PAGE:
Can an auto repair shop perform repairs on a car without the oral or written consent of the vehicle’s owner?

UPDATED: Mar 25, 2012

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Can an auto repair shop perform repairs on a car without the oral or written consent of the vehicle’s owner?

I let a friend borrow my car while I was away on vacation. He took it upon himself to authorize repairs on my car without my consent and didn’t pay. Now the repair shop claims I am responsible for paying the $350 worth of repairs done on my car.

Asked on March 25, 2012 under General Practice, Ohio


SJZ, Member, New York Bar / FreeAdvice Contributing Attorney

Answered 10 years ago | Contributor

Your friend has  no right to bind you to pay for repairs--not unless you had given him that authority (e.g. appointed him your attorney in fact), which it appears you did not. Legally, therefore, the repair shop should not be able to seek payment from you, but rather should proceed against your friend. Practically, however, if the repair shop tries to take action against you--hires a collection agency; reports a default to the credit rating bureaus; sues you; etc.--you could spend more, directly or indirectly, on defending yourself than it would cost to pay the bill. Assuming you have in fact gotten some value from the repairs (i.e. they were useful or necessary), it may be best to pay then bill, then see if you can't get some reimbursement from your friend.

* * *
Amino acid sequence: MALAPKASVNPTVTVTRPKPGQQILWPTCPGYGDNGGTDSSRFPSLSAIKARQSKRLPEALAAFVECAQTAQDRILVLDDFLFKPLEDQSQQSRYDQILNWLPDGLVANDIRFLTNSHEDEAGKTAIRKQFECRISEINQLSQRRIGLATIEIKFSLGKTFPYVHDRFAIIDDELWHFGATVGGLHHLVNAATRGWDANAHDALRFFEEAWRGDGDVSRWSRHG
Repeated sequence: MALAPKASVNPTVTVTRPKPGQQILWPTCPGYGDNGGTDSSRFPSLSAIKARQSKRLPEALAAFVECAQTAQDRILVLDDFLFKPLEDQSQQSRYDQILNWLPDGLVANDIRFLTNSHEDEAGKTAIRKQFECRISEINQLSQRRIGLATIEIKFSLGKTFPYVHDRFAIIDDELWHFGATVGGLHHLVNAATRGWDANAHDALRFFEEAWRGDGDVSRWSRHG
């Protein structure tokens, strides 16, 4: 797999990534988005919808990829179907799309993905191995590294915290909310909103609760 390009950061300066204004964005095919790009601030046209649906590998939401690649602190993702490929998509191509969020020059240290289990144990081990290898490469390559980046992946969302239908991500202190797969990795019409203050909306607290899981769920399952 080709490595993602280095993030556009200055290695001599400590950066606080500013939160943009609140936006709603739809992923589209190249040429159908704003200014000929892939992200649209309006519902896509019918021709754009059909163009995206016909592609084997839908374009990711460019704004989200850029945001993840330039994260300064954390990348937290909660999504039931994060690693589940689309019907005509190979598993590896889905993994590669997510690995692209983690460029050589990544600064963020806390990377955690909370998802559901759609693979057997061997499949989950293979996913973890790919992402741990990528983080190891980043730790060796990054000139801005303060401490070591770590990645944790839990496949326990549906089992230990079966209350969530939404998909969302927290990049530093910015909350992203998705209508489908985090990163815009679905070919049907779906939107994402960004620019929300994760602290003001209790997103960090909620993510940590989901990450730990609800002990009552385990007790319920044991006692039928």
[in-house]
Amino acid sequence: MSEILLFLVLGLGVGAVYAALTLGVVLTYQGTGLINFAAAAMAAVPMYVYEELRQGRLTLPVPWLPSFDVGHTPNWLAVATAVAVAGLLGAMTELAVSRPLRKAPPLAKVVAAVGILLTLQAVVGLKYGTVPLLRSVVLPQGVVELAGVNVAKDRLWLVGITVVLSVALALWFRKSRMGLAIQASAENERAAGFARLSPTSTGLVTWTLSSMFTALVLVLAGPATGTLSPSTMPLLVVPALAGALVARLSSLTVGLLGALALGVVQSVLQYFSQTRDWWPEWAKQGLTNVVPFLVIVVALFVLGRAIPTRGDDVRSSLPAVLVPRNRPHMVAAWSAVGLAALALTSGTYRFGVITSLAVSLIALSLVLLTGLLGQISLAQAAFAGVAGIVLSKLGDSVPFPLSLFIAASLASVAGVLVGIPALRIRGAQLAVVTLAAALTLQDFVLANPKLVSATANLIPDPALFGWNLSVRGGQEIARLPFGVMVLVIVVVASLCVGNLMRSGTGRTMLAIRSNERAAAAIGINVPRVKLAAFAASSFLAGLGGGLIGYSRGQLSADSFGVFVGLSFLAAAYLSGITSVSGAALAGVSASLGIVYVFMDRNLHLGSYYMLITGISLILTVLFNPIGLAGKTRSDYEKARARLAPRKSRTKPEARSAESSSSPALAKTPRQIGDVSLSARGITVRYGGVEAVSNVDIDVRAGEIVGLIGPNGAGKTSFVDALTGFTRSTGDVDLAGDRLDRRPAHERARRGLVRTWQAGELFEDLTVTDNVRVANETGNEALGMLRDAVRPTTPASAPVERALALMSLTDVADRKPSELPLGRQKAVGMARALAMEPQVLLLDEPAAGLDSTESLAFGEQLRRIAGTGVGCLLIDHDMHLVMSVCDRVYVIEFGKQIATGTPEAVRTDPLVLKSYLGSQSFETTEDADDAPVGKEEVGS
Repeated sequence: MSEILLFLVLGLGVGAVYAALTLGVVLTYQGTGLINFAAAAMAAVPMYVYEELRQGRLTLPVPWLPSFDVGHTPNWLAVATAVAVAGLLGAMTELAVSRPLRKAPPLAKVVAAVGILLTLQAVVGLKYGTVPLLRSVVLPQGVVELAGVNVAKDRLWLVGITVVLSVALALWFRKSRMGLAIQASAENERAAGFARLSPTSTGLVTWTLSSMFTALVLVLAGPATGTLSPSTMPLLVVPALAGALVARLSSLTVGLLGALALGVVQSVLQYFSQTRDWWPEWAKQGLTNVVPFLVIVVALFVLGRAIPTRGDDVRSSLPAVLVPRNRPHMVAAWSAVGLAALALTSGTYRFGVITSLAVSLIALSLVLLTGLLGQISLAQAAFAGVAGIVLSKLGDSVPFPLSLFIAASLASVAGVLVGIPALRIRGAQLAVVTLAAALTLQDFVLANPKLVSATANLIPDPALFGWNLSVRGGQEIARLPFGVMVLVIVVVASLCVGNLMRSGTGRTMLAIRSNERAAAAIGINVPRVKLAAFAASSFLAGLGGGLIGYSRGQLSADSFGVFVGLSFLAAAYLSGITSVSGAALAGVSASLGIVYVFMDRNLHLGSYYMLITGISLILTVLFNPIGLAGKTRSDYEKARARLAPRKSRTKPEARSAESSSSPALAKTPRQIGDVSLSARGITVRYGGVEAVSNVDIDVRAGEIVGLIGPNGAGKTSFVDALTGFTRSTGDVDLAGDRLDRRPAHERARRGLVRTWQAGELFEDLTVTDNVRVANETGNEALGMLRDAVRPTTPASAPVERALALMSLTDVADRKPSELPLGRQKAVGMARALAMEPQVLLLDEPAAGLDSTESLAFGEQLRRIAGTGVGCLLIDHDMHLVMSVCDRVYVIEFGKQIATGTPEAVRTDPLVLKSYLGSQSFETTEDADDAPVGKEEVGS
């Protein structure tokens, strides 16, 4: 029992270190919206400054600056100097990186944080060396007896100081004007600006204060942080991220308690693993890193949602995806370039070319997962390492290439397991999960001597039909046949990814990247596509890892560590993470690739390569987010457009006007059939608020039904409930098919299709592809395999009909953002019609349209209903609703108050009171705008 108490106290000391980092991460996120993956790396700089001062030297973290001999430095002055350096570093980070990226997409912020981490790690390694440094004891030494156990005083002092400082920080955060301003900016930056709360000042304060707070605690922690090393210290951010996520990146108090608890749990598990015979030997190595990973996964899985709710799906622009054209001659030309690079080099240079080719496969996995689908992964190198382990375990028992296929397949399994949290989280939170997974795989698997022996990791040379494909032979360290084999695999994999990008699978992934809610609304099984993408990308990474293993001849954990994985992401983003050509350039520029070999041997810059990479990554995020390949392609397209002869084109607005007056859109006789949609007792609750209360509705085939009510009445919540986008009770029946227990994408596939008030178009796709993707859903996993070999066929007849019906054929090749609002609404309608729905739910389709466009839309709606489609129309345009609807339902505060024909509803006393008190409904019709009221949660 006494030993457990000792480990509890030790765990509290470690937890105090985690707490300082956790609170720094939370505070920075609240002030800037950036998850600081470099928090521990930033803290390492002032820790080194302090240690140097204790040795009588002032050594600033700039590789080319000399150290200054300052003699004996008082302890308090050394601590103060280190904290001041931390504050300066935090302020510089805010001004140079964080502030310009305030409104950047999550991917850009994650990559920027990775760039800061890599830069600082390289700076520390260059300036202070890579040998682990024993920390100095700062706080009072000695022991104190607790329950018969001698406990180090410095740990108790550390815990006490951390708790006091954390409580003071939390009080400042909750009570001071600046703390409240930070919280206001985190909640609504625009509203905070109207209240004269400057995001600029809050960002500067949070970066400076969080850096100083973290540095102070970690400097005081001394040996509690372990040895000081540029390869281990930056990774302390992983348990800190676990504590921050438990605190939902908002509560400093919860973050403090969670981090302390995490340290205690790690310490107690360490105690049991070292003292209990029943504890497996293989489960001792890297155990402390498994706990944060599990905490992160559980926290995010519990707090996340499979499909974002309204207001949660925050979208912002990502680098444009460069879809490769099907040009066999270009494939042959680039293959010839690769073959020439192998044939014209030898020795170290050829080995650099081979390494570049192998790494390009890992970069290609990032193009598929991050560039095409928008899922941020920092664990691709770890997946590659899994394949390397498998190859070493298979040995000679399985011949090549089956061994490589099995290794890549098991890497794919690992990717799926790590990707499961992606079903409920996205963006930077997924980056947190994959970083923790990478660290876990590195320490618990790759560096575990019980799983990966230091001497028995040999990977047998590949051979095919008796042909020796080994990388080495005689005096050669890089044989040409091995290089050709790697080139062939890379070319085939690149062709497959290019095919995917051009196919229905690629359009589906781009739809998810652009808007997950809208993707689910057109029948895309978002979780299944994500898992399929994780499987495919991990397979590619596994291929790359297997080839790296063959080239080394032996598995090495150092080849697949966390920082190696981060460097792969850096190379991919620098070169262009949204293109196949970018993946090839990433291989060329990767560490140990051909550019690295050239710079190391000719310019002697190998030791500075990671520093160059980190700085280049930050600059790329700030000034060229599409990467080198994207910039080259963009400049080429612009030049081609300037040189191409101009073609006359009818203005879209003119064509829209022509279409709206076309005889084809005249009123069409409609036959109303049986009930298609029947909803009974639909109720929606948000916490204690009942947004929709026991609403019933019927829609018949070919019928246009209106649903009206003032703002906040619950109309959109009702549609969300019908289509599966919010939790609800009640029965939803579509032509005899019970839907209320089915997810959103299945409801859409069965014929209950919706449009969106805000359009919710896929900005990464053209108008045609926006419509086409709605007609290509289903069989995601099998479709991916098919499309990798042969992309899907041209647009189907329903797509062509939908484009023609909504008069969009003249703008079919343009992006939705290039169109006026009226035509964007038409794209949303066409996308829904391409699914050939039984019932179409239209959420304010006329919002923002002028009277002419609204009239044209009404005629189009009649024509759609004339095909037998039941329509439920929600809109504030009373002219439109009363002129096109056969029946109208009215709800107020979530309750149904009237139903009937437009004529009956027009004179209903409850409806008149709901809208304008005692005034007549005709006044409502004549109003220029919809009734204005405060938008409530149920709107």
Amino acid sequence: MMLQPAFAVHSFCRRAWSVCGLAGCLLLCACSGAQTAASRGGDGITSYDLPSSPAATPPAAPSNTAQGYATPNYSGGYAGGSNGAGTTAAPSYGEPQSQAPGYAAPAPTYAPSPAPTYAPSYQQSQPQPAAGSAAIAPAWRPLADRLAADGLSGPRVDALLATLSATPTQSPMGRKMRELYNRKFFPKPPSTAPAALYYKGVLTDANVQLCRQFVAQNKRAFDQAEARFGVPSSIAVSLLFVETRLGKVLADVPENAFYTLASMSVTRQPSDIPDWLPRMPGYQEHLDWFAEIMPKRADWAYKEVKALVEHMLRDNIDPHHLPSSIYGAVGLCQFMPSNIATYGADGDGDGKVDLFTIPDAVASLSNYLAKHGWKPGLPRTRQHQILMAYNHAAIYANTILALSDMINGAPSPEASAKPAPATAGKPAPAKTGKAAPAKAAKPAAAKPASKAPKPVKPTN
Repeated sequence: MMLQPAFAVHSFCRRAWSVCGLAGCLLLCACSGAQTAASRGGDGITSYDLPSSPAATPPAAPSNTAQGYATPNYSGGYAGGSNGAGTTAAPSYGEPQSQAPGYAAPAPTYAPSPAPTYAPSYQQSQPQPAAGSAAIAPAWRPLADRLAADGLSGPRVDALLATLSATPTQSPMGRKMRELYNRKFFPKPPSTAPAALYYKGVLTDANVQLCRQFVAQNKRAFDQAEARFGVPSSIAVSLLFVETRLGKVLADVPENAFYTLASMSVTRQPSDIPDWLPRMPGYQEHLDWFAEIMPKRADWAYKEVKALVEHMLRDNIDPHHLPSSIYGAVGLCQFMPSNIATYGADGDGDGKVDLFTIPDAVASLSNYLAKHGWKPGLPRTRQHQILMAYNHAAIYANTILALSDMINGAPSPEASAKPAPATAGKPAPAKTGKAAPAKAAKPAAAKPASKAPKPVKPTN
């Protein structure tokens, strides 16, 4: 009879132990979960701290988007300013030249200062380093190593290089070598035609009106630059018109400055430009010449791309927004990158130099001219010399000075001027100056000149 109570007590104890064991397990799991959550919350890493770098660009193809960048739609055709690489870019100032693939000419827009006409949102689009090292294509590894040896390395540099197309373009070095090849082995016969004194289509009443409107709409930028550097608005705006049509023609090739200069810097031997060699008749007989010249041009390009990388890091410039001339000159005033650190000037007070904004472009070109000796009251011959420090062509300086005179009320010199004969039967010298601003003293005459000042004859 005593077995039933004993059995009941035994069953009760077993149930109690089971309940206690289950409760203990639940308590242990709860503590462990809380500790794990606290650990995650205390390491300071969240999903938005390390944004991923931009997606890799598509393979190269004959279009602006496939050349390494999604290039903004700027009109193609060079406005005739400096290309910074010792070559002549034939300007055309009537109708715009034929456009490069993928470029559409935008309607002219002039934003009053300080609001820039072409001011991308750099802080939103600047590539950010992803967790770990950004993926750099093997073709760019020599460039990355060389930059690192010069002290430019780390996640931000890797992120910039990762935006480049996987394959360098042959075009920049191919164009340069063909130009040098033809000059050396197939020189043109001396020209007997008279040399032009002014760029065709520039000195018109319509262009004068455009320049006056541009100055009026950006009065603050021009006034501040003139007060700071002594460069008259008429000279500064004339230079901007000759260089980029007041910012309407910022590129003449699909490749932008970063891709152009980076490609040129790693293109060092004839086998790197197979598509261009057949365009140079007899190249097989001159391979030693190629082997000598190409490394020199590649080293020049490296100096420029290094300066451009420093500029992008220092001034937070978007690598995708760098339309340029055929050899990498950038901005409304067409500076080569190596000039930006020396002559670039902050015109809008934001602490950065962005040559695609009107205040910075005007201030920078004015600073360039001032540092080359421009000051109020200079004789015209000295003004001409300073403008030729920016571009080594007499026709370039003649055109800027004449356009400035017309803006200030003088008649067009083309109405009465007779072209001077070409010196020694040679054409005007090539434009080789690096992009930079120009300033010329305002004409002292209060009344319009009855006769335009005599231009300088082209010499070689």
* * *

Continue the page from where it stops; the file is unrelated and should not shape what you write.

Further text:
IMPORTANT NOTICE: The Answer(s) provided above are for general information only. The attorney providing the answer was not serving as the attorney for the person submitting the question or in any attorney-client relationship with such person. Laws may vary from state to state, and sometimes change. Tiny variations in the facts, or a fact not set forth in a question, often can change a legal outcome or an attorney's conclusion. Although has verified the attorney was admitted to practice law in at least one jurisdiction, he or she may not be authorized to practice law in the jurisdiction referred to in the question, nor is he or she necessarily experienced in the area of the law involved. Unlike the information in the Answer(s) above, upon which you should NOT rely, for personal advice you can rely upon we suggest you retain an attorney to represent you.

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